Montclair--West Englewood: Unity Feast! A thrilling joy . . .
Mahmud writes: "As the Master had previously invited the friends in New York to a Unity Feast in Englewood, He prepared to leave Montclair in the morning. Although most Americans do not awaken until after sunrise, some friends and their children were waiting an hour before dawn to see Him and to receive His blessings. Then another group arrived and received His bestowals.
`Abdu'l-Bahá left Montclair at half past eight in the morning, passed through New York, and after changing trams four times and passing twice by the river, He reached Englewood. Tired from the journey and the warm weather, having traveled from morning to noon, He briefly rested at the home of Mr [Roy] Wilhelm. Meanwhile, the friends began to arrive from the surrounding areas and gathered on the lawn adjoining the house. The meeting was arranged in a circle under the trees, with almost two hundred people seated at the table and being served by the Bahá'ís. Everyone enjoyed the delicacies and was extremely happy.
The green lawn under the shade trees was strewn with flowers so that it seemed as if an embroidered carpet had been spread, every design indicative of the power of the Covenant of the Ancient Beauty. To see the Master walking in this green, flower-covered garden, with a gentle breeze blowing, the purity of the air, the cleanliness of the surroundings and the rejoicing of the friends, was most pleasing; all seemed to vie with one another to please the Master.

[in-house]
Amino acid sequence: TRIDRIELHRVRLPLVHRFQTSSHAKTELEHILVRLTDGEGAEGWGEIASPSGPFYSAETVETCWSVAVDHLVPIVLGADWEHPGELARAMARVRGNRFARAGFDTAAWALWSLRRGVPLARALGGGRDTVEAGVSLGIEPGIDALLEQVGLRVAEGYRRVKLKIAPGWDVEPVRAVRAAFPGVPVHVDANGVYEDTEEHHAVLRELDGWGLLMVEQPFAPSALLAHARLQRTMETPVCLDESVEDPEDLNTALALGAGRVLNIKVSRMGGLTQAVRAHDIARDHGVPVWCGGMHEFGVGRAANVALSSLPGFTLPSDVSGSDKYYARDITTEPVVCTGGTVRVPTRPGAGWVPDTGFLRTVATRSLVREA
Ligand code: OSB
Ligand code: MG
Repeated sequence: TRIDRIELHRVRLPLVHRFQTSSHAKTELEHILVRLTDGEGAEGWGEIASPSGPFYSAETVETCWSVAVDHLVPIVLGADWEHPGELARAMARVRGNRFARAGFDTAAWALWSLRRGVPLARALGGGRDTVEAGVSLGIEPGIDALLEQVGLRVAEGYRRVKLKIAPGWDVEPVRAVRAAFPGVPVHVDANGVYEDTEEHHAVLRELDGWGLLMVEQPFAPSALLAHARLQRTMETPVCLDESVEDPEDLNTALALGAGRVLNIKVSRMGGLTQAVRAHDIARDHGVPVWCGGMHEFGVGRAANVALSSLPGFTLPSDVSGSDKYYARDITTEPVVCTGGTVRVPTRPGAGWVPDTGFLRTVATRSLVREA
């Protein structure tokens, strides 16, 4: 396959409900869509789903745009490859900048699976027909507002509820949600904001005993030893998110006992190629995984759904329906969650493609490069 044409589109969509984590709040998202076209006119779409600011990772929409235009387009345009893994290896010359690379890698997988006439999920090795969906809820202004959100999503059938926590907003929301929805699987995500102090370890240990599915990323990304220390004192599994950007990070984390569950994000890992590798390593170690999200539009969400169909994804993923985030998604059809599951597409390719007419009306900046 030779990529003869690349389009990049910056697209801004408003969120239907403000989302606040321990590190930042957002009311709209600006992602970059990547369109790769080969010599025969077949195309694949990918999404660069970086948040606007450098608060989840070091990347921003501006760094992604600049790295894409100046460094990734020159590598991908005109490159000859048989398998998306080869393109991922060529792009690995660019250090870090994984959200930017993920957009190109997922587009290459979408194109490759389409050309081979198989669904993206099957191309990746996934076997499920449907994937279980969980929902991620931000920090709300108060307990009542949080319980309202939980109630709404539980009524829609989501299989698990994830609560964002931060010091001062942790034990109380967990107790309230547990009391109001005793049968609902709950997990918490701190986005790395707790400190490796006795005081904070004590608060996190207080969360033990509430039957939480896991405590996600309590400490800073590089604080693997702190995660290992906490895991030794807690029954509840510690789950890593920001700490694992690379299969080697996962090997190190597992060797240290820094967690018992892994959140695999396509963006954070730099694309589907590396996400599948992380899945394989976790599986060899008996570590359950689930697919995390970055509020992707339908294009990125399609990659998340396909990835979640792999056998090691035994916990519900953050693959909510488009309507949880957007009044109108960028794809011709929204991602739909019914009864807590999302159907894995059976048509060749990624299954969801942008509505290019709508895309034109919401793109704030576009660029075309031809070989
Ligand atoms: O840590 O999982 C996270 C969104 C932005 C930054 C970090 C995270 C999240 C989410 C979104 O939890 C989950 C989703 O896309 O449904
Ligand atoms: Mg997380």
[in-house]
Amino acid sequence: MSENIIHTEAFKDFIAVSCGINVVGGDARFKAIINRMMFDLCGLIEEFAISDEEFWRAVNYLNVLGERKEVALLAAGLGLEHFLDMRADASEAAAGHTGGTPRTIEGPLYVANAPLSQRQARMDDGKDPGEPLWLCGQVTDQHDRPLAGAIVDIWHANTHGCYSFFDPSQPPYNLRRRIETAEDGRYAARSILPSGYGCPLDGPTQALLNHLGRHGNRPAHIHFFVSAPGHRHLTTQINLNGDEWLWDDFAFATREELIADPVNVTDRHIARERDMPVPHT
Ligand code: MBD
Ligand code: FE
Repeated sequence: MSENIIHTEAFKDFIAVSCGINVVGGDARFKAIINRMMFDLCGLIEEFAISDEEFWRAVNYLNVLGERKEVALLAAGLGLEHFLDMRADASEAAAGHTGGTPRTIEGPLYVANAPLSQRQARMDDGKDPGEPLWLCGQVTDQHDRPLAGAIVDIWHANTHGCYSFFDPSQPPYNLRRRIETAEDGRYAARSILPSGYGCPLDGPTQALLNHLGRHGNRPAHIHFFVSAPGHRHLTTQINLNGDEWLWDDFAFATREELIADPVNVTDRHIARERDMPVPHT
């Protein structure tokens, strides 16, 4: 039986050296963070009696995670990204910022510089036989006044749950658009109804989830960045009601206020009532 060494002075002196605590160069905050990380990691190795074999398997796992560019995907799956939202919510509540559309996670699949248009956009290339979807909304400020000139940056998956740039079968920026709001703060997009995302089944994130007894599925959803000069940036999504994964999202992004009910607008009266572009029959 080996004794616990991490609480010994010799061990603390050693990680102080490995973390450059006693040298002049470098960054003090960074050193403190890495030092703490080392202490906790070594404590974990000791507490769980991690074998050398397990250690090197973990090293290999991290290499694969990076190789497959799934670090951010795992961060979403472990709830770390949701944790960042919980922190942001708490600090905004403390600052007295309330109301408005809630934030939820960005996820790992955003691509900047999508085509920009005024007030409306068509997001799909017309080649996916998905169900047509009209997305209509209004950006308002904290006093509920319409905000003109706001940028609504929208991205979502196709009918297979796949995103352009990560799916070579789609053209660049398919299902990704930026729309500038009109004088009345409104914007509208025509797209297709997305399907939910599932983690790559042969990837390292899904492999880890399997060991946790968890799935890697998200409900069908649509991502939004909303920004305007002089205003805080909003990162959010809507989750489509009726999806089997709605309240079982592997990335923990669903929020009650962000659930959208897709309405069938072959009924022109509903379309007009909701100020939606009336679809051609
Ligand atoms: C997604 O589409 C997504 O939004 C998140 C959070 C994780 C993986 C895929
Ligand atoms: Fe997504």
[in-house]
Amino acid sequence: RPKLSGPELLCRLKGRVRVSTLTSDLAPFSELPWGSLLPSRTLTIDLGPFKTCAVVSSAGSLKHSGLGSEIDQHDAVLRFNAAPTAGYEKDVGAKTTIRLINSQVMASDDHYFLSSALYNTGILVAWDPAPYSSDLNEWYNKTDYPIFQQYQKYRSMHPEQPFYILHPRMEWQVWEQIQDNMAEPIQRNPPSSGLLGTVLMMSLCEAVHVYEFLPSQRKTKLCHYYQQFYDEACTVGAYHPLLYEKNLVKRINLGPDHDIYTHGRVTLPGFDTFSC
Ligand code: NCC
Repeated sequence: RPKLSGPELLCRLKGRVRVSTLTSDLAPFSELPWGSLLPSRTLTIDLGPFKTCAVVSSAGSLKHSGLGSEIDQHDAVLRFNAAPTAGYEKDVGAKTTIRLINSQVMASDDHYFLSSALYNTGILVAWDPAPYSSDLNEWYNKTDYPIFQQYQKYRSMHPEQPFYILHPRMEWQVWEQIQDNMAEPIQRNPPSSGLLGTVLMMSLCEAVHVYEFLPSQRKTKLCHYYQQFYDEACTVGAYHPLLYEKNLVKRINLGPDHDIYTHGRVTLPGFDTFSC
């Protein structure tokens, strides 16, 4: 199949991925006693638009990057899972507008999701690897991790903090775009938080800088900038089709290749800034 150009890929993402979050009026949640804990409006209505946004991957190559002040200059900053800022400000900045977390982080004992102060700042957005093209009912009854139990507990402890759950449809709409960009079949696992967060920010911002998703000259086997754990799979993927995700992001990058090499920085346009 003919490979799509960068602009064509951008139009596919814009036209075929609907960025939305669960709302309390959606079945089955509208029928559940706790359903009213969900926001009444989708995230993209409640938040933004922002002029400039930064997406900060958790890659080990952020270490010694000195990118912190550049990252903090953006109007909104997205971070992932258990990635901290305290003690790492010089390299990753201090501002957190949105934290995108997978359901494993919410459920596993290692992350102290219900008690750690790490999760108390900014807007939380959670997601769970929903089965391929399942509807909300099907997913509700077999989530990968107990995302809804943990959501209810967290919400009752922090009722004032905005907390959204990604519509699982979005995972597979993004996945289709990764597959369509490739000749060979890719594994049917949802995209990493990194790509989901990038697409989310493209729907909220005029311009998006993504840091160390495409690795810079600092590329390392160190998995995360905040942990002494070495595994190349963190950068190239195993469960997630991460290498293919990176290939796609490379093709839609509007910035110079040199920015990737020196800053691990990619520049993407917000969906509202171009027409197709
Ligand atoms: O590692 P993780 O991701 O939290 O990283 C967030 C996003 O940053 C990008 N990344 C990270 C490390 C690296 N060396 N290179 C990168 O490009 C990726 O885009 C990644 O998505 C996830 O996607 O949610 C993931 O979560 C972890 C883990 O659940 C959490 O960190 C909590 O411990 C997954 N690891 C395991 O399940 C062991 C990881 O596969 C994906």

When `Abdu'l-Bahá entered the circle, He delivered a very eloquent address on the greatness of the Cause, the influence of the Word of God, the importance of the meetings of the friends and the need for unity among the friends of God. He counseled them to be truthful and faithful. Afterwards He strolled in the rose garden. `Abdu'l-Bahá gave His permission for His photograph to be taken and was photographed in two groups. In one He is seated in the garden with His Persian servants standing around Him and in the other He is seen with the friends, some of whom are seated while others are standing.